Revitalizing the Feng-Shan Reservoir

April 11, 2008

About the author: Robert Laing is president of Clean-Flo Intl., Inc. Laing can be reached at 610.431.1934.

The Feng-Shan Water Reservoir is a 173-acre, 92-ft maximum depth body of water located near Kaohsiung, Taiwan. A tributary from a river that is downstream from hundreds of pig farms feeds the reservoir. The farmers were dumping their pig manure directly into the river, and the government was powerless to do anything about it.

The reservoir had an 11- to 17-hour retention time before entering the drinking water treatment plant. Polluted incoming water moved straight across the surface to the water treatment plant inlet in less than three hours. The reservoir had a heavy growth of blue-green algae, giving the drinking water a severe bad taste and odor.

Oxygen just below the surface to the bottom was 0.0 mg/L. Ammonia averaged 1.8 mg/L for five years before the project began and had a maximum value of 3.6 mg/L.

Taiwan’s government wanted to rid the water of the bad taste and odor. To accomplish this goal, Clean-Flo Intl., Inc. guaranteed to increase bottom oxygen in the deepest water to 3.6 mg/L and reduce ammonia by 70%. Clean-Flo designed the project to remove 1.9 mg/L ammonia at highest flow.


To accomplish these goals, Clean-Flo designed a flow barrier across 75% of the center of the reservoir, causing water to pass through the entire reservoir before reaching the water treatment plant. Clean-Flo designed a bacterial culture media to span the surface of the reservoir at 15 locations. This is a multi-layered porous polyethylene material that floats at the surface and extends 4 ft down into the water, held in place by floating cables fastened across the reservoir.

Two-hundred 0.75-hp oil-less piston compressors are located in five buildings on the shoreline (compressors per building). Weighted air line connects from the compressors to approximately 400 microporous diffusers evenly spaced on the bottom of the reservoir. Small bubbles rise from the microporous diffusers at the bottom, creating a nonturbulent flow of 60 million gal per minute of water to the surface.

When the water reaches the surface, it spreads out 0.1 in. thick and flows across the surface. As the water passes through the bacterial culture media, microorganisms lodged on the surface feed on ammonia and phosphorus.

Dicer Environmental Engineering Service, Koahsiung, prepared the engineering proposal for Taiwan’s government. Dicer performed all construction work at the jobsite, with the barrier, culture media and inversion/oxygenation system under the supervision of Clean-Flo.


By the time Dicer installed diffuser No. 400 in the reservoir, the blue-green algae had disappeared, completely removing the bad taste and odor from the drinking water. The Water Treatment Co. reduced chlorine consumption from 50 mg/L down to 9 to 10 mg/L and reported a resulting savings of $583,000 per year in water treatment costs.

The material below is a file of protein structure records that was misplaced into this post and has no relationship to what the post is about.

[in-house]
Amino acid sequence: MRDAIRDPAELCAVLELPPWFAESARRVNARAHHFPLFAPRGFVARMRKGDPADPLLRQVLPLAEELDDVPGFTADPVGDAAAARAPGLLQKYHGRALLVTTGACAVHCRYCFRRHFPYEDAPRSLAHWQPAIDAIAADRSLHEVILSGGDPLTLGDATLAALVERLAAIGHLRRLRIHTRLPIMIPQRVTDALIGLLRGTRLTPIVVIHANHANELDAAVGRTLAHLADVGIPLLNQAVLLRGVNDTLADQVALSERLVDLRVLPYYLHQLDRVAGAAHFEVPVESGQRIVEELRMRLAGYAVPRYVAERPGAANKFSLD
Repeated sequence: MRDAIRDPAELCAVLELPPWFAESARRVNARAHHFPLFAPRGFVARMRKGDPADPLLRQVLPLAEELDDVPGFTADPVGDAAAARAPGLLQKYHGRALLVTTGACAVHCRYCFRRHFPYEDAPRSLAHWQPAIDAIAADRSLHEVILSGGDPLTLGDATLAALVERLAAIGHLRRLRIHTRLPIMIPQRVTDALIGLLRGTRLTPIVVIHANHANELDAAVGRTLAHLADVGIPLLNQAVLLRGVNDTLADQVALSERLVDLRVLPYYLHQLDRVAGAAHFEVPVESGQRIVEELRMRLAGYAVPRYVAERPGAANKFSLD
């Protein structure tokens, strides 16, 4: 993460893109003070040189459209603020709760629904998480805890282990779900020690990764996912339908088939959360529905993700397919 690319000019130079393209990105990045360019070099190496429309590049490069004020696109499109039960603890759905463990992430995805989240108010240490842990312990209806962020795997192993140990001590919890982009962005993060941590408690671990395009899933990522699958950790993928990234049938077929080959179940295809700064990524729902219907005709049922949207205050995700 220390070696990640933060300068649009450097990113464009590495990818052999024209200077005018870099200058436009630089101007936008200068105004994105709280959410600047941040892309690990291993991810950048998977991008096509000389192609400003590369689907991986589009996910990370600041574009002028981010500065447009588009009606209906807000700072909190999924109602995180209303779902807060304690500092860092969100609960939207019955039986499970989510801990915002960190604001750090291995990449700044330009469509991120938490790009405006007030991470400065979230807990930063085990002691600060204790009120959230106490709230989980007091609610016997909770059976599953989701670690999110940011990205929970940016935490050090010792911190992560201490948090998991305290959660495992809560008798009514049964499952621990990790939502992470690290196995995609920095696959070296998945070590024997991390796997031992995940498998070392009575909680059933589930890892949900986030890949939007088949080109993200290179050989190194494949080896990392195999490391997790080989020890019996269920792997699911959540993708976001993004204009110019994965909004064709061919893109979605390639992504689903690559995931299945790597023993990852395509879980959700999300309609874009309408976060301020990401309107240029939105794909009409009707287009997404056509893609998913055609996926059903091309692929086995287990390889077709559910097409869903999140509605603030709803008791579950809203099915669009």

Bottom oxygen fluctuated initially and then stabilized at 3.6 mg/L. While Dicer installed the Clean-Flo continuous laminar flow inversion/oxygenation, pig farmers increased the amount of pig manure dumped in the river, increasing the ammonia level from the five-year average of 1.8 to 3.6 mg/L.

During the test run, the level of incoming ammonia continued to increase steadily to 7.2 mg/L. The Clean-Flo system removed an average of 2.9 mg/L ammonia, far exceeding the design despite the increased level of incoming ammonia. The Water Treatment Co. excused Clean-Flo from the 70% removal requirement. Considering the increased level of incoming ammonia, the company conceded that Clean-Flo based its design on the five-year average before treatment and could not have anticipated the increased ammonia.

Solutions Summary

Blue-green algae was less present in the Feng-Shan Reservoir after continuous laminar flow inversion/oxygenation, solving the Water Supply Co.’s taste and odor problem. Passing the water through bacterial culture media, with the help of the inversion system, reduced incoming ammonia to 2.9 mg/L. Nonturbulent inversion of the reservoir once every two to three hours increased bottom oxygen from 0.0 to 3.6 mg/L.

The process of continuous laminar flow inversion/oxygenation is a useful tool for blue-green algae-infested reservoirs and lakes. It removes bad taste and odor from finished drinking water. In combination with bacterial culture media, ammonia can be reduced. This process reduces the chemicals needed in the water treatment plant to produce finished drinking water.

The inversion and oxygenation do not affect blue-green algae in any way; they simply remove the nutrients that blue-greens feed on and move the algae to the bottom of the reservoir, where it will not receive sunlight.

To cover the increased ammonia level, Clean-Flo has added 176 diffusers.

Download: Here

About the Author

Robert Laing

Sponsored Recommendations

Get Utility Project Solutions

June 13, 2024
Lightweight, durable fiberglass conduit provides engineering benefits, performance and drives savings for successful utility project outcomes.

Energy Efficient System Design for WWTPs

May 24, 2024
System splitting with adaptive control reduces electrical, maintenance, and initial investment costs.

Meeting the Demands of Wastewater Treatment Plants

May 24, 2024
KAESER understands the important requirements wastewater treatment plant designers and operators consider when evaluating and selecting blowers and compressed air equipment. In...

Modernize OT Cybersecurity to Mitigate Risk

April 25, 2024
Rockwell Automation supports industry-leading Consumer Packaged Goods company, Church & Dwight, along their industrial cybersecurity journey.